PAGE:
02/07/18 — Teaching a dark history

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Teaching a dark history

By Phyllis Moore
Published in News on February 7, 2018 5:50 AM

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Alfred Schnog uses a projector to display propaganda cartoons used by Germans. The cartoon depicted is about a non-Jewish lake.

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Alfred Schnog, whose family fled from Germany, speaks about his experiences as a child Tuesday during a North Carolina Council on the Holocaust seminar for local educators.

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Local educators listen to Holocaust speaker Alfred Schnog at the end of a workshop held Tuesday at the School Street Learning Center organized by the North Carolina Council on the Holocaust.

Wayne County Public Schools hosted a multi-county teacher workshop Tuesday on "The History of Anti-Semitism," equipping middle and high school educators to teach on the subject of the Holocaust.

The training was provided by the N.C. Council on the Holocaust, an agency of the state Department of Public Instruction. It was held at the WCPS Professional Development and Family Engagement Center, formerly the site of School Street Elementary School.

The event was designed for social studies and language arts teachers as well as media specialists. Between eight and 10 are held each year across the state, said Audrey Krakovitz, a member of the N.C. Council on the Holocaust.

"We have several different topics -- the history of the Holocaust, anti-Semitism, propaganda and resistance," she said. "We kind of focus every workshop on a different topic."

Presenters provide concrete lessons the educators can apply in their classrooms, whether they have one period, a week or a month or a semester to accomplish this, she said.

"What we're going to do is teach the human story, because at the end of the day, what students will remember are the stories," said Jen Goss, presenter for the morning session.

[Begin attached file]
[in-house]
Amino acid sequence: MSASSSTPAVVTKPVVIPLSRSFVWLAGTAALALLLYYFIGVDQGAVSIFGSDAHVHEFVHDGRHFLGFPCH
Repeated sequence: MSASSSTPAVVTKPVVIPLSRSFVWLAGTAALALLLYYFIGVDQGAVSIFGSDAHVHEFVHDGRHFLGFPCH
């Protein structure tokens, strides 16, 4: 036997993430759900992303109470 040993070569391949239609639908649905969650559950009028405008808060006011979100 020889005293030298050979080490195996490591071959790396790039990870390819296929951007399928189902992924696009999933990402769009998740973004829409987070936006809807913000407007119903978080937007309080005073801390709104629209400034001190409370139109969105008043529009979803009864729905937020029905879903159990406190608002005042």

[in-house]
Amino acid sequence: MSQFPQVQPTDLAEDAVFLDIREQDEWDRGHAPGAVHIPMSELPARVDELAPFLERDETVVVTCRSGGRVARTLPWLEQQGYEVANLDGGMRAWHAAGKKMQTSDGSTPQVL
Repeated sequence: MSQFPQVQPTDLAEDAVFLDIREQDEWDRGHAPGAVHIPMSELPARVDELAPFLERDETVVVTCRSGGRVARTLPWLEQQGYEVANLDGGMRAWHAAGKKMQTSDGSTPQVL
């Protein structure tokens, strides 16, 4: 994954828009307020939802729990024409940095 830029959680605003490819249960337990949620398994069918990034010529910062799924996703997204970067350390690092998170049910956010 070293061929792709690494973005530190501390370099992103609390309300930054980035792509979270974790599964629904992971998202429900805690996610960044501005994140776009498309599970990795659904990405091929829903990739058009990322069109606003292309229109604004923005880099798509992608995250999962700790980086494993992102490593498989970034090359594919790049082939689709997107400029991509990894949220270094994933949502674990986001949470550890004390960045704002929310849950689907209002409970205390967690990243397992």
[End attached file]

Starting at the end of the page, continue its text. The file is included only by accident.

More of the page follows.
She told her audience that getting students to engage with the Holocaust is one of the guiding principles in effectively teaching this subject.

Those in attendance received a wealth of materials to draw upon, Krakovitz said -- from class lessons and survivor testimonials to access to a speakers bureau, traveling plays and lending libraries.

Karen Klaich, member of the council and a teacher fellow with the Holocaust Museum in Washington, D.C., also helped co-author a Holocaust curriculum for Pitt County Schools. A retired educator herself, she focuses on "best practices" in the classrooms.

The subject matter can be sensitive, she said, which is why it is not taught in some of the younger grades.

"We suggest reading testimonies, listening to survivors, reading diaries and non-fiction text," she said. "You can't replicate the conditions or the emotions."

It is also important to make it relevant, she said, which isn't too difficult these days with the climate around the world.

The subject has been a passion of hers for a long time, Klaich said.

She had two great-uncles who fought in World War II, so while she did not choose to go the military route, said she embraced the opportunity to pass along the important message to her students.

Tamara Ishee, assistant superintendent for curriculum and instruction with WCPS, was especially pleased to have the workshop offered locally. She said 21 local educators signed up and took advantage of the free training.

"I'm hoping our people will take this and make it a much larger part of the discussion," she said.

Jennifer Stevens, a seventh-grade English teacher at Eastern Wayne Middle School, enthused about the opportunity.

"Thank you for bringing this here," she told Ishee.

Stevens said she had already attended a version of the workshop in Wake County and went on a trip to the Holocaust Museum in D.C. this past summer.

"I was so excited when I heard (the workshop) was coming here," she said.

It is still a socially relevant topic, she said, especially since survivors of World War II and the Holocaust are becoming fewer.

She said she is currently reading "Night" with her students, a popular book about Elie Wiesel's experience in Nazi Germany concentration camps at the height of the Holocaust.

"A lot of our kids have a hard life," she said. "We're making it socially relevant to that -- genocide going on all over the world and why it's important to say something."